Messick said that McQuaid’s letter to Bermudez was immaterial, as AEG simply asked the UCI to inform them which riders were involved in “open investigations.”
“What is important to understand about that letter is that absolutely is irrelevant,” Messick said. “Whether an athlete is eligible to ride in the UCI races has no bearing on what all 17 teams agreed to about the eligibility of riders for this race. Every team agreed that no riders who are under an open investigation would participate. Every team agreed that USA Cycling and UCI would tell us about any riders who are currently under investigation and that is the criteria. That is the basis. That is the rule.”
Asked with whom at the UCI he had consulted, Messick named UCI anti-doping manager Anne Gripper, who was also at the press conference. Gripper explained to VeloNews that while the riders implicated in Puerto do not have open investigations with anti-doping agencies, they are under investigation by Spanish prosecutors.
Operación Puerto, which broke in May 2006, had been in legal limbo since a Spanish judge ordered the case closed. However, the case has been reopened following a Spanish appeals-court ruling.
“The situation is confusing, I know, because under UCI rules these riders are allowed to ride in UCI-sanctioned events,” Gripper said. “Our rules indicate that a rider is allowed to enter and ride in races until a final decision has been made on any potential anti-doping rule violation. What we were able to do, just a week ago, was to confirm with AEG what was already in the public domain, that three riders were involved in ongoing investigations into possible anti-doping rule violations. AEG relied on the UCI to confirm that what they thought was the case was in fact the case.”
The language of the AEG team contract states that teams “agree to participate fully with all anti-doping initiatives as established by UCI, USA Cycling, USADA and WADA and to be subject to the respective sanctions of such governing organizations… No member of the team, which shall include without limitation named riders, coaches, trainers and team management, shall have any open investigation as determined by UCI and/or USA Cycling with regard to any matter involving a violation by such team member of any anti-doping rules as established by UCI, USA Cycling, USADA and/or WADA, unless or until such team member has been acquitted of such violation by UCI, USA Cycling, USADA and/or WADA.”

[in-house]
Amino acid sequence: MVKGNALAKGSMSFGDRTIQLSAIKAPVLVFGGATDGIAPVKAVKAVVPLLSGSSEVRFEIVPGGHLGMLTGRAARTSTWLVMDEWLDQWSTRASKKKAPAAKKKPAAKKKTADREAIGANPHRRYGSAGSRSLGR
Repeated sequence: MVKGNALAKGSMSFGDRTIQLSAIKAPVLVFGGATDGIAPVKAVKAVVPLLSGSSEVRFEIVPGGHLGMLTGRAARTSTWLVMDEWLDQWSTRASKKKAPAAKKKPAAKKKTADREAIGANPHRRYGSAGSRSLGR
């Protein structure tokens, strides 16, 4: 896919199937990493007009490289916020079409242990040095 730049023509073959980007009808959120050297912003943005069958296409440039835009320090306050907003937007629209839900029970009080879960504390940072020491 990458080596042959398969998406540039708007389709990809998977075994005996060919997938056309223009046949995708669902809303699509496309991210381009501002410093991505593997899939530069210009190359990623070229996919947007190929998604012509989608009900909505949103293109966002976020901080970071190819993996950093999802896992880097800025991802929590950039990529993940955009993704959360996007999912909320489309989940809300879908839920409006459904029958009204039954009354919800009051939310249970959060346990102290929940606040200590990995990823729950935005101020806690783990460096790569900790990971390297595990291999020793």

At Rock’s press conference Saturday Ball said the entire peloton was behind his team. Asked if that was true, Millar – once suspended for using EPO and now an anti-doping campaigner – said he admires AEG’s new stance.
“I think to have a sponsor like Rock Racing come into cycling is brilliant, but I think the initiatives AEG have taken are the future of the sport,” Millar said. “They have taken responsibility with these anti-doping initiatives. Rock Racing should try to respect what organizers are doing, and if they do that they will get all my respect.”
Ball reluctantly accepted AEG’s decision and did not withdraw his team from the race. He also said that Rock Racing is complying with the terms of the contract.
“This is not a decision governed by the agreement,” Ball said. “There is no open investigation. AEG is acting irrationally, to the detriment of the sport.”
At AEG’s press conference, Messick said that he and Ball had ridden together earlier Saturday morning, at a Davis Phinney Foundation event, and had discussed the situation.
“While we have an enormous amount in common, including our passion for sport and our hopes for sport, and what we think is required, it’s fair to say we differ on a number of issues,” Messick said. “And I should say the specific nature of our disagreements are going to stay between Michael and (me).”
However, following Ball’s press release, the war of words continued as Messick said he was “disappointed in Rock Racing’s disingenuous statements regarding the composition and eligibility of their team in our race.”
“We have communicated our rules to Rock Racing, and to the other 16 participating teams, numerous times and in plain language,” he said. “Rock Racing, like the other teams, agreed to the rules of our race. While we are not unsympathetic to the individuals involved, our rules are absolutely clear and designed for the betterment of our sport. For this or any other sport to be fair, everyone must follow the same rules. We hope that we can all focus our attention of this excellent bike race, which is about to begin.”